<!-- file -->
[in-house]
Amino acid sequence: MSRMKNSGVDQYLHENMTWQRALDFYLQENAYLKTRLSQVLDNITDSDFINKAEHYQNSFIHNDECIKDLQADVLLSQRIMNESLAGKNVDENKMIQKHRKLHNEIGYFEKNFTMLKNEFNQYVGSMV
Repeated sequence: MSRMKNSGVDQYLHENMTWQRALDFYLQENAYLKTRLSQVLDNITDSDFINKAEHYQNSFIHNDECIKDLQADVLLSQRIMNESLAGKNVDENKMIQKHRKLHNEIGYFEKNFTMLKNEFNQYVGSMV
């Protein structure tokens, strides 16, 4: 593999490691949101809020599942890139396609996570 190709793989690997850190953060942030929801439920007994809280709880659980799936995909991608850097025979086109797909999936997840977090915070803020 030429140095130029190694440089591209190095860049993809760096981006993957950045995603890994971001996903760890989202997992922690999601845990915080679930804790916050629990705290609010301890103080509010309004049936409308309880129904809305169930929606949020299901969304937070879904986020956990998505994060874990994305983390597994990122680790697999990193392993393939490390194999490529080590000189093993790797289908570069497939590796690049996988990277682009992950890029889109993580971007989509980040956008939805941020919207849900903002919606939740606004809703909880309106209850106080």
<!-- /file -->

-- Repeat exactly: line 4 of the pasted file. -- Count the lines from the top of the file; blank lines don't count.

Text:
């Protein structure tokens, strides 16, 4: 593999490691949101809020599942890139396609996570 190709793989690997850190953060942030929801439920007994809280709880659980799936995909991608850097025979086109797909999936997840977090915070803020 030429140095130029190694440089591209190095860049993809760096981006993957950045995603890994971001996903760890989202997992922690999601845990915080679930804790916050629990705290609010301890103080509010309004049936409308309880129904809305169930929606949020299901969304937070879904986020956990998505994060874990994305983390597994990122680790697999990193392993393939490390194999490529080590000189093993790797289908570069497939590796690049996988990277682009992950890029889109993580971007989509980040956008939805941020919207849900903002919606939740606004809703909880309106209850106080």